Declaration of Mental Health Treatment: Supporting Loved Ones with Mental Illness

If you have a family member that has been diagnosed with a mental illness, you can probably understand how difficult it can be to get the person help if they refuse to seek it on their own.  If medication is needed to stabilize moods or other more serious symptoms of the illness, you know how frustrating it can be if they refuse or stop taking the medication and you have limited recourse.

Dealing with Loved Ones with Mental Illness

Texas law defines a mental illness as an illness, disease, or condition, other than epilepsy, dementia, substance abuse, or intellectual disability, that substantially impairs a person’s thought, perception of reality, emotional process, or judgment or grossly impairs behavior as demonstrated by recent disturbed behavior.

When it comes to individuals that suffer from mental illness, there are three important things to keep in mind. 

  1. The law presumes that they are competent.
  2. The Texas Constitution prohibits the commitment of a person because of unsound mind, except on competent medical or psychiatric testimony.
  3. The law does not give a third party the right to admit or treat a person even on a voluntary basis in an inpatient mental health facility. Only the person being treated in an inpatient mental health facility can agree to voluntary treatment.  

Fortunately, there is an advance directive that can help when families have a member that is chronically mentally ill.

If you have a family member that falls into this category, during a period of mental stability, it’s important to take the time to have a discussion with them about getting the Declaration of Mental Health Treatment.  

What is The Declaration of Mental Health Treatment?

This declaration allows the person with the mental illness to specify their wishes regarding treatment pertaining to psychoactive medication, convulsive treatment, and emergency treatment.  The declarant may also provide other instructions for treatment.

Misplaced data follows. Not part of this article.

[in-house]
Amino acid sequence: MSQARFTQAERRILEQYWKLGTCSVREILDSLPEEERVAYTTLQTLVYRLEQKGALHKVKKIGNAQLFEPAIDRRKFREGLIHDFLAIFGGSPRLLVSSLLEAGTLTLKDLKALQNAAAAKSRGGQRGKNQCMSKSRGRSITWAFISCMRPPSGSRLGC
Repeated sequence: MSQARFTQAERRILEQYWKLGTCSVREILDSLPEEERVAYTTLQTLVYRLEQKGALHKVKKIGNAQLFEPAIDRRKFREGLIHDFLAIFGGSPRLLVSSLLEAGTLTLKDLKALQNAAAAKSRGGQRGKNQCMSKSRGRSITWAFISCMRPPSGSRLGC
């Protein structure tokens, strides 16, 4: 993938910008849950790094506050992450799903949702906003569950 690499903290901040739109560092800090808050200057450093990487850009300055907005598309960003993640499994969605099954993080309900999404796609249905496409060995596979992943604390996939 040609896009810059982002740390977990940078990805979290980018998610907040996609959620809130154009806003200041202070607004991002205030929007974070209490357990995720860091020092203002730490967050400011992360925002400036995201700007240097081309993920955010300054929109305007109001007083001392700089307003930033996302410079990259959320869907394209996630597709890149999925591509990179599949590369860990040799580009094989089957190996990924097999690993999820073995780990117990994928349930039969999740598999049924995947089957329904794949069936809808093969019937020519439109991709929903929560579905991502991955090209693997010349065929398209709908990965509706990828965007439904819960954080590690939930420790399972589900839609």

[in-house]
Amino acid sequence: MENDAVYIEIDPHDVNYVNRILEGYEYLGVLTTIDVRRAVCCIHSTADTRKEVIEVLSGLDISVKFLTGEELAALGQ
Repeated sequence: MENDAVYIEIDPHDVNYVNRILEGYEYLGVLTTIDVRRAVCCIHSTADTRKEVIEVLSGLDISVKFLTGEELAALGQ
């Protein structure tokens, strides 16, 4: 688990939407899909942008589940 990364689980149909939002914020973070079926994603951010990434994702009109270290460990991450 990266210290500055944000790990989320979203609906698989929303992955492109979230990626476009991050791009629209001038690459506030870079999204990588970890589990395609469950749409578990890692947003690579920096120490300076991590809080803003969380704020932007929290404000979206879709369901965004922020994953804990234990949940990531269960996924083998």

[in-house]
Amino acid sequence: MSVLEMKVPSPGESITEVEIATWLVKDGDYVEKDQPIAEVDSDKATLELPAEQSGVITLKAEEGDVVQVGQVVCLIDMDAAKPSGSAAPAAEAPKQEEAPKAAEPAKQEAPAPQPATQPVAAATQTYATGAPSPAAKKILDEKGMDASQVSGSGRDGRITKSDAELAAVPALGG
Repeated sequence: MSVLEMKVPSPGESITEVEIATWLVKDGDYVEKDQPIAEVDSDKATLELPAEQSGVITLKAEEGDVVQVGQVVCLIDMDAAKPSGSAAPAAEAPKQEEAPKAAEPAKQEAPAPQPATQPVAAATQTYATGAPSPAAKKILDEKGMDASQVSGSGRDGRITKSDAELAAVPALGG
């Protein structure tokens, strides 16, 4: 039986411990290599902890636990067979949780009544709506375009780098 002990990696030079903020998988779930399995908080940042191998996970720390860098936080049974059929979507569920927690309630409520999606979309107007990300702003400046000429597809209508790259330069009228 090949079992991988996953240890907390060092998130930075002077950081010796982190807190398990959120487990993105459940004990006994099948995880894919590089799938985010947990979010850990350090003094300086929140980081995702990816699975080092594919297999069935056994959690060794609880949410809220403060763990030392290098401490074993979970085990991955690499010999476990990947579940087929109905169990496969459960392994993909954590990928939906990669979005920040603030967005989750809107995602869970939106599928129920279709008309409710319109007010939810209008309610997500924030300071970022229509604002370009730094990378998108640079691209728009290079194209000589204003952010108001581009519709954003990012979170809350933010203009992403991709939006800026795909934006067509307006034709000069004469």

The 7 Important Factors Relevant to the Effect of this Declaration

  1. The declarant must have capacity at the time of signing
  2. The declaration is effective upon signing
  3. It expires 3 years from the date of execution or upon revocation by the declarant
  4. If the declarant is incapacitated at the time of expiration, the declaration remains in effect until capacity returns
  5. Instructions in this declaration supersede any conflicting instructions given by a guardian or agent under a durable power of attorney for health care
  6. A healthcare provider may disregard the declaration if the declarant is under an order for temporary or extended mental health services or in case of an emergency when the declarant’s instructions have not been effective in reducing the severity of the behavior that has caused the emergency.
  7. The declaration must be signed before two witnesses or notarized.

Keeping this document effective requires the declarant, with the help of family members as necessary, be proactive.  Once signed, this document needs to be provided to healthcare providers to be placed in the declarant’s medical records.  I understand this is a delicate topic of discussion for many.  However, for this document to work in general and for it to work for the person with a diagnosis of a mental illness, a great deal of consideration and discussion should be had between the person with the diagnosis and their doctor as well as their family.  It needs to be updated every three years.   

At the Law Office of Antoinette Bone, PLLC, we understand that every individual and family dynamics is unique. We provide estate planning services to create a custom estate plan that reflects your current situation and update them as changes happen in your and your family’s lives. Call our office at (682) 428-3046 today to request an appointment.

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